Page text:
Marvel Comics may be trying to say something about how far America has fallen, post-Obama. But it’s hard to tell from the money.
Last year, I once again interviewed Samurai Jack creator and animation auteur, Genndy Tartakovsky, who told me the samurai’s arrival was imminent. Now here he is, in all of his glory and wonder, when we need him most.
There aren’t enough ways for me to thank Sleater-Kinney for returning from hiatus, even if it was to a sleepy hyperreality still needing to be shaken awake with punk power and poetics.
Paco Roca’s Wrinkles was one of the most moving graphic novels, and animated films, in recent memory. His promising new comic charts a path through the destabilizing territories of war and healing properties of the natural world.
An enduring destabilization of cli-fi, Herman Melville’s metafictional Moby-Dick is a must-read in any format. Dark Horse is working the comics angle.
As lesser artists struggle today for meaning and inspiration, Young finds excesses of both in our increasingly turbulent and apocalyptic epoch.
Bjork’s stunning evolution continues with the interactive VR project, “Family” — which may also be one of the most dazzling cli-fi experiments yet created.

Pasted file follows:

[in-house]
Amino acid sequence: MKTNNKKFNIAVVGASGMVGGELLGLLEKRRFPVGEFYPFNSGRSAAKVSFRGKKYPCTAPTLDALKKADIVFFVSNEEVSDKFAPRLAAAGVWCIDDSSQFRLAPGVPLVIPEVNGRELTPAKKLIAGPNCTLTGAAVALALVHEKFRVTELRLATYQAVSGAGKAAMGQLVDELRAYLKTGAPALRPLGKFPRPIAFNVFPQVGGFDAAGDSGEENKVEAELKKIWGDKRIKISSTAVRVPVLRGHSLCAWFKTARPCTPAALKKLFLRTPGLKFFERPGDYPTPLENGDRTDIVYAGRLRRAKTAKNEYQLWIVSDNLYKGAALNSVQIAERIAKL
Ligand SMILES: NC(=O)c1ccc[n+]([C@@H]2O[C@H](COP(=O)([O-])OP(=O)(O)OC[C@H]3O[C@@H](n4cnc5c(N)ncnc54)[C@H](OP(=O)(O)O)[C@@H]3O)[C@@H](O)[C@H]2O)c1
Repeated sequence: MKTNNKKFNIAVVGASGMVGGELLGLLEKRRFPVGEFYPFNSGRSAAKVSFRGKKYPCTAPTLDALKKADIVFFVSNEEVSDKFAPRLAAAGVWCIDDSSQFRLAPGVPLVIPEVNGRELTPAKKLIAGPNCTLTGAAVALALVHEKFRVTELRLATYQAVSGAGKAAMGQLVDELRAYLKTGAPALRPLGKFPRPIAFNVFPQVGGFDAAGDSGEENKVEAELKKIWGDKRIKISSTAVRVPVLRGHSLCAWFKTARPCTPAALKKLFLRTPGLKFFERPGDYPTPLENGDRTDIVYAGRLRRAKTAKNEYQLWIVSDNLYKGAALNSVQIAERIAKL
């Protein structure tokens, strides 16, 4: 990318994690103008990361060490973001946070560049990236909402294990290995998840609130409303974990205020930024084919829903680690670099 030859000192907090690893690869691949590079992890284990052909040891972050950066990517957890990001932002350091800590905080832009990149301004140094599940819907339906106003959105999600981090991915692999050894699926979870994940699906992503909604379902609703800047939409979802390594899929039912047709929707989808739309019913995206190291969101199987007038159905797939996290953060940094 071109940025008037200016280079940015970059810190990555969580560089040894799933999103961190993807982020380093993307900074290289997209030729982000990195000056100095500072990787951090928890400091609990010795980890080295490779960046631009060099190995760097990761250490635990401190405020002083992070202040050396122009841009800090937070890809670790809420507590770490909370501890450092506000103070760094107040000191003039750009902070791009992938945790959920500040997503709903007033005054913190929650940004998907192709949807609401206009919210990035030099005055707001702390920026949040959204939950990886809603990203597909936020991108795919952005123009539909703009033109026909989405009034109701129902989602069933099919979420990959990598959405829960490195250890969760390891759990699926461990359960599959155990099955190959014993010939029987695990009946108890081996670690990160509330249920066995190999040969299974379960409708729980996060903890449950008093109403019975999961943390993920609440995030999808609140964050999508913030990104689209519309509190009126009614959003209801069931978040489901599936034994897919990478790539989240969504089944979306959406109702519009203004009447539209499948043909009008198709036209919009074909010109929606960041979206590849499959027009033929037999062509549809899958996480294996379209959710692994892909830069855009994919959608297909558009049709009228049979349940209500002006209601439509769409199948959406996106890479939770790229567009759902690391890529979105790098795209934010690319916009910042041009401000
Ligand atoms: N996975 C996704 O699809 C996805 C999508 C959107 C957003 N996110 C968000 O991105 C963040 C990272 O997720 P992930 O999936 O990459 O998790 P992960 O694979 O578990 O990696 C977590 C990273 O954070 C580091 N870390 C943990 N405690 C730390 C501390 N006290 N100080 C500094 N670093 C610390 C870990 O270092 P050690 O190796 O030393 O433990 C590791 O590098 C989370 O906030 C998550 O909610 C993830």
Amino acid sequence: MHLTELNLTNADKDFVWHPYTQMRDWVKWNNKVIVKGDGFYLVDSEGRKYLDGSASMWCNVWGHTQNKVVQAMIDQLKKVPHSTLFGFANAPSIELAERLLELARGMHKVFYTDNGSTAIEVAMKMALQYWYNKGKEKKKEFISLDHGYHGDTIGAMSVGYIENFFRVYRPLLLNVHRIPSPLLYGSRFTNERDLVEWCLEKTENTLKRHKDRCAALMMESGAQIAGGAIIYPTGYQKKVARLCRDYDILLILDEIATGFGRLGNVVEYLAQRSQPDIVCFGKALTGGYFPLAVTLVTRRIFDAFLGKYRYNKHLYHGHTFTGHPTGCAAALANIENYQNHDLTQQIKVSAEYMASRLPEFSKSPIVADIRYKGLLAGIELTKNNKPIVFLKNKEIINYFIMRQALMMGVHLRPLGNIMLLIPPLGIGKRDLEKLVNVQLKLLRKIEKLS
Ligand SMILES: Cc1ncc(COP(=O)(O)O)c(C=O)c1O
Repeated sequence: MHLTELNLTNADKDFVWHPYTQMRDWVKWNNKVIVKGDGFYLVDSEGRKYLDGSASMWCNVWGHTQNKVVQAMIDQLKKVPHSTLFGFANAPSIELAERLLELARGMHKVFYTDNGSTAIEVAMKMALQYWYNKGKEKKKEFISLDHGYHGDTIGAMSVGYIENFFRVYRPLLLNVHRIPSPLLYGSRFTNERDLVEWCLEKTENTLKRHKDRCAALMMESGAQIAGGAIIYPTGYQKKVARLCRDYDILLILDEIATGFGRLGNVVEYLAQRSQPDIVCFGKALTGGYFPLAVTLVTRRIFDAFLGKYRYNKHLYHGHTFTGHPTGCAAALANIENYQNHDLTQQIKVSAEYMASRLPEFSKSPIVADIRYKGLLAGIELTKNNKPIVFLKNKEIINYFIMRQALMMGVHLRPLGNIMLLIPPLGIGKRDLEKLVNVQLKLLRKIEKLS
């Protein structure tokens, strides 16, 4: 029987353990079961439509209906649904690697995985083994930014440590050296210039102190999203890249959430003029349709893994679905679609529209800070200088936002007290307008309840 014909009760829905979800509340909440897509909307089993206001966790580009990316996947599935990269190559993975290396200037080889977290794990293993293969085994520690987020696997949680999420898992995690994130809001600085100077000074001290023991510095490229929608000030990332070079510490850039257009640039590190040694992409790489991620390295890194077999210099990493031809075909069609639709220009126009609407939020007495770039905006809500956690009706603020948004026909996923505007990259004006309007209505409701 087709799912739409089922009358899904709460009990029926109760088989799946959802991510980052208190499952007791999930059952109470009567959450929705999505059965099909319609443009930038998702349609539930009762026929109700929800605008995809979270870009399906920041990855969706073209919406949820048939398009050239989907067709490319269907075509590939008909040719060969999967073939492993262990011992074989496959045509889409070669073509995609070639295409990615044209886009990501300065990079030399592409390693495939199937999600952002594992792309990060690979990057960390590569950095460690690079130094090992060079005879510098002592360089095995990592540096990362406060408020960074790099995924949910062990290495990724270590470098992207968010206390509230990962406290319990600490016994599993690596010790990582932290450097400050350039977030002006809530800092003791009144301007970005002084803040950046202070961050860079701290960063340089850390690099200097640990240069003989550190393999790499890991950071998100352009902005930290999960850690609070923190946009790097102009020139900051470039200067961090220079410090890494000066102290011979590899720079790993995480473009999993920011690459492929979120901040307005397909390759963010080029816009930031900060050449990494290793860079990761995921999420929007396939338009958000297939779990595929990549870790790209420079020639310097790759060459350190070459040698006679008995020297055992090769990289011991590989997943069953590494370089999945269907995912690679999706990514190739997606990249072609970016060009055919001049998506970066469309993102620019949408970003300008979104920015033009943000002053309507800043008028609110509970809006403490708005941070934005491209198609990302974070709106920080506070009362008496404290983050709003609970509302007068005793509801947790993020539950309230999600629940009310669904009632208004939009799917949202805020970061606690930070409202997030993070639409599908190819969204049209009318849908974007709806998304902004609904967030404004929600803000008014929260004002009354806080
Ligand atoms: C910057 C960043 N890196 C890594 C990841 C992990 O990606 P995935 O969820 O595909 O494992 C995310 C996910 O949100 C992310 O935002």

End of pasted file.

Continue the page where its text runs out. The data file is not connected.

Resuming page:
They called me into the office around dawn.
“We want you to clear out the National Parks.”
It is human evil that created the Anthropocene, which in turn has spawned its own strains of villainy.
The infamous German auteur dives beneath the surface of our overheating Earth.
You can’t get more cli-fi than a death machine pretending to be a planet.
One of those rare films, especially in animation, that analyzes the dizzying complexity of life on Earth using what John Muir called the “glacial eye.”
Leonardo DiCaprio has been invested in global warming. His latest exploration of extinction and Earth is upon us.
Atwood is at last joining the realm of comics.
It remains one of the strongest cornerstones of cli-fi
a contract to replace a so-called natural gas nightmare we can see from a space
Mythic interspecies romance enters the epic CGI epoch
The Man Who Broke My Brain
It’s fucking stupid. So who said it?
The Amazon’s lethal, exponential extractivism comes fearsomely into focus
Narrated by Daisy Ridley, executive produced by Ridley and Morgan Spurlock
The North Pole beckons to an overheated world in the feature directorial debut of animator Rémi Chaye.
I’ve spoken a few times with the unorthodox guitar hero Brett Netson, so I’m pretty stoked
An unblinking look at the dramatic debate over nuclear power.
It was just a matter of time before Tesla Motors and SolarCity synergized.